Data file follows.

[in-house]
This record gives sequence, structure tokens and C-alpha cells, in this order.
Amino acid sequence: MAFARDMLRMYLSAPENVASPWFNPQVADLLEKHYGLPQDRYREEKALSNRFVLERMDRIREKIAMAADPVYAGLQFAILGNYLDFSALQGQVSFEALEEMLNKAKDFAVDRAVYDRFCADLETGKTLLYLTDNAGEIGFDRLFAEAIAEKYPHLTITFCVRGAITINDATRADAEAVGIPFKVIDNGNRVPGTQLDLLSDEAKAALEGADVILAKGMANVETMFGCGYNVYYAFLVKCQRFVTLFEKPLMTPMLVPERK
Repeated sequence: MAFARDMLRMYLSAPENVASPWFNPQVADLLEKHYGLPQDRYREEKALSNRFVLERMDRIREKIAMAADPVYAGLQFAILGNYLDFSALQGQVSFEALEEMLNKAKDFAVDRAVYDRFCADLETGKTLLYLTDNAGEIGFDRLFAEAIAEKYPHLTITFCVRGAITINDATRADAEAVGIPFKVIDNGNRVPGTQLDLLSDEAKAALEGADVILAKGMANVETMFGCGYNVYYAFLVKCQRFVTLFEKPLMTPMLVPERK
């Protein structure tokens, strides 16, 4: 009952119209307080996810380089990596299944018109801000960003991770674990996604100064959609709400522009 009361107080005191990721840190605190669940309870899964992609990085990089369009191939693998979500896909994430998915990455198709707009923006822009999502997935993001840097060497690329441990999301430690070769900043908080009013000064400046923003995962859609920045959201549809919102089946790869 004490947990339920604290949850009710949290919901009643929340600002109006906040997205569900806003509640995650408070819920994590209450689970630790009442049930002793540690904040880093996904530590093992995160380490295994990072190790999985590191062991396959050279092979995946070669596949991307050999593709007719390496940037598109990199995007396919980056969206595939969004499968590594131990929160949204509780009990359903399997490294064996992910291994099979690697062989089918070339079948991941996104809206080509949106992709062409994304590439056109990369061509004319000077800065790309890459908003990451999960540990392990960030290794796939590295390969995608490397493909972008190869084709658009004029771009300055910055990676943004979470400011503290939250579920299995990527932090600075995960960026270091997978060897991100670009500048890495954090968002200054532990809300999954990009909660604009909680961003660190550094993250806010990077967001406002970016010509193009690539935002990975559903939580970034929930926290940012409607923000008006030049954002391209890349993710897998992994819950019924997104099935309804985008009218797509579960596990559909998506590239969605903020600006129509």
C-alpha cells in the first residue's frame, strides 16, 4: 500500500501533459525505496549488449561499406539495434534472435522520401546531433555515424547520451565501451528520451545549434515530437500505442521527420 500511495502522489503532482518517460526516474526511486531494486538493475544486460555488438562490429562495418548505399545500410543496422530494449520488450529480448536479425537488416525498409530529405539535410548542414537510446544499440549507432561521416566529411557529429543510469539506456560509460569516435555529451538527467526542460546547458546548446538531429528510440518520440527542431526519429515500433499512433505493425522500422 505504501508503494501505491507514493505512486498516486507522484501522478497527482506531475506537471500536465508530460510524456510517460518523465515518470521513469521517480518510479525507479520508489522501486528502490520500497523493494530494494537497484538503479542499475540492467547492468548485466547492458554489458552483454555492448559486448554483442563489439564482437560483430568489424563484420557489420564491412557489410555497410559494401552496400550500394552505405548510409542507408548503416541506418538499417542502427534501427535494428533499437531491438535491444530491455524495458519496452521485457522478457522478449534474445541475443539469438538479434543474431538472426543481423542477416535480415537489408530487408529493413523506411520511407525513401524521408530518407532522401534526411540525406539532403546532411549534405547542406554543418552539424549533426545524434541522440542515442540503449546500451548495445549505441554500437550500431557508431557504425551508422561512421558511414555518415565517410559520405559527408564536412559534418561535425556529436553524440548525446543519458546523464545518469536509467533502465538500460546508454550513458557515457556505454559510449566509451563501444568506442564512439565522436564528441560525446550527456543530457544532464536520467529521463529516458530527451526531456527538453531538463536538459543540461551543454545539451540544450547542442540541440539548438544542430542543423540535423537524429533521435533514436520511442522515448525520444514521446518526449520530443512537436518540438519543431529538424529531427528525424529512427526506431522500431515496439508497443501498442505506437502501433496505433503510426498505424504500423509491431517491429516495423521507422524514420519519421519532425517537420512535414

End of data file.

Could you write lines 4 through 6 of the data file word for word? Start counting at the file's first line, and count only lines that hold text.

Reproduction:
Repeated sequence: MAFARDMLRMYLSAPENVASPWFNPQVADLLEKHYGLPQDRYREEKALSNRFVLERMDRIREKIAMAADPVYAGLQFAILGNYLDFSALQGQVSFEALEEMLNKAKDFAVDRAVYDRFCADLETGKTLLYLTDNAGEIGFDRLFAEAIAEKYPHLTITFCVRGAITINDATRADAEAVGIPFKVIDNGNRVPGTQLDLLSDEAKAALEGADVILAKGMANVETMFGCGYNVYYAFLVKCQRFVTLFEKPLMTPMLVPERK
């Protein structure tokens, strides 16, 4: 009952119209307080996810380089990596299944018109801000960003991770674990996604100064959609709400522009 009361107080005191990721840190605190669940309870899964992609990085990089369009191939693998979500896909994430998915990455198709707009923006822009999502997935993001840097060497690329441990999301430690070769900043908080009013000064400046923003995962859609920045959201549809919102089946790869 004490947990339920604290949850009710949290919901009643929340600002109006906040997205569900806003509640995650408070819920994590209450689970630790009442049930002793540690904040880093996904530590093992995160380490295994990072190790999985590191062991396959050279092979995946070669596949991307050999593709007719390496940037598109990199995007396919980056969206595939969004499968590594131990929160949204509780009990359903399997490294064996992910291994099979690697062989089918070339079948991941996104809206080509949106992709062409994304590439056109990369061509004319000077800065790309890459908003990451999960540990392990960030290794796939590295390969995608490397493909972008190869084709658009004029771009300055910055990676943004979470400011503290939250579920299995990527932090600075995960960026270091997978060897991100670009500048890495954090968002200054532990809300999954990009909660604009909680961003660190550094993250806010990077967001406002970016010509193009690539935002990975559903939580970034929930926290940012409607923000008006030049954002391209890349993710897998992994819950019924997104099935309804985008009218797509579960596990559909998506590239969605903020600006129509």
C-alpha cells in the first residue's frame, strides 16, 4: 500500500501533459525505496549488449561499406539495434534472435522520401546531433555515424547520451565501451528520451545549434515530437500505442521527420 500511495502522489503532482518517460526516474526511486531494486538493475544486460555488438562490429562495418548505399545500410543496422530494449520488450529480448536479425537488416525498409530529405539535410548542414537510446544499440549507432561521416566529411557529429543510469539506456560509460569516435555529451538527467526542460546547458546548446538531429528510440518520440527542431526519429515500433499512433505493425522500422 505504501508503494501505491507514493505512486498516486507522484501522478497527482506531475506537471500536465508530460510524456510517460518523465515518470521513469521517480518510479525507479520508489522501486528502490520500497523493494530494494537497484538503479542499475540492467547492468548485466547492458554489458552483454555492448559486448554483442563489439564482437560483430568489424563484420557489420564491412557489410555497410559494401552496400550500394552505405548510409542507408548503416541506418538499417542502427534501427535494428533499437531491438535491444530491455524495458519496452521485457522478457522478449534474445541475443539469438538479434543474431538472426543481423542477416535480415537489408530487408529493413523506411520511407525513401524521408530518407532522401534526411540525406539532403546532411549534405547542406554543418552539424549533426545524434541522440542515442540503449546500451548495445549505441554500437550500431557508431557504425551508422561512421558511414555518415565517410559520405559527408564536412559534418561535425556529436553524440548525446543519458546523464545518469536509467533502465538500460546508454550513458557515457556505454559510449566509451563501444568506442564512439565522436564528441560525446550527456543530457544532464536520467529521463529516458530527451526531456527538453531538463536538459543540461551543454545539451540544450547542442540541440539548438544542430542543423540535423537524429533521435533514436520511442522515448525520444514521446518526449520530443512537436518540438519543431529538424529531427528525424529512427526506431522500431515496439508497443501498442505506437502501433496505433503510426498505424504500423509491431517491429516495423521507422524514420519519421519532425517537420512535414